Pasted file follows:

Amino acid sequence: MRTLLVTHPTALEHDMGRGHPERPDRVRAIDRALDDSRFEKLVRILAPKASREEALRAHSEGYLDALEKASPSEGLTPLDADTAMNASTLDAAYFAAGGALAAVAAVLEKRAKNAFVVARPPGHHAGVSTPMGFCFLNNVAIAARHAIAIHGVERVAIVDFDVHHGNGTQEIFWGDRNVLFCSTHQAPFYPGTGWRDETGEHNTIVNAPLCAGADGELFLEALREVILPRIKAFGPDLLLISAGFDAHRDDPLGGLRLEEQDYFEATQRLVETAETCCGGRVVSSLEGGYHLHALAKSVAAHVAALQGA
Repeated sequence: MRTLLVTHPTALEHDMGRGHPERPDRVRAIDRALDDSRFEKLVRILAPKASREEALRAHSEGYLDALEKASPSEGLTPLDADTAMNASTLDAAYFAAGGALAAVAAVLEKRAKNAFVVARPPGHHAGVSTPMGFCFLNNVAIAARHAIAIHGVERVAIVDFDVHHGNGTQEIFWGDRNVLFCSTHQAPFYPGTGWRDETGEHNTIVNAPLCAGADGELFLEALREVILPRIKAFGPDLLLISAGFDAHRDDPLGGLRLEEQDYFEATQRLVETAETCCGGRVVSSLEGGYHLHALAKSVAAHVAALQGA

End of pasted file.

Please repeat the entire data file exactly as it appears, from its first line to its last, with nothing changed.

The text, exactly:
Amino acid sequence: MRTLLVTHPTALEHDMGRGHPERPDRVRAIDRALDDSRFEKLVRILAPKASREEALRAHSEGYLDALEKASPSEGLTPLDADTAMNASTLDAAYFAAGGALAAVAAVLEKRAKNAFVVARPPGHHAGVSTPMGFCFLNNVAIAARHAIAIHGVERVAIVDFDVHHGNGTQEIFWGDRNVLFCSTHQAPFYPGTGWRDETGEHNTIVNAPLCAGADGELFLEALREVILPRIKAFGPDLLLISAGFDAHRDDPLGGLRLEEQDYFEATQRLVETAETCCGGRVVSSLEGGYHLHALAKSVAAHVAALQGA
Repeated sequence: MRTLLVTHPTALEHDMGRGHPERPDRVRAIDRALDDSRFEKLVRILAPKASREEALRAHSEGYLDALEKASPSEGLTPLDADTAMNASTLDAAYFAAGGALAAVAAVLEKRAKNAFVVARPPGHHAGVSTPMGFCFLNNVAIAARHAIAIHGVERVAIVDFDVHHGNGTQEIFWGDRNVLFCSTHQAPFYPGTGWRDETGEHNTIVNAPLCAGADGELFLEALREVILPRIKAFGPDLLLISAGFDAHRDDPLGGLRLEEQDYFEATQRLVETAETCCGGRVVSSLEGGYHLHALAKSVAAHVAALQGA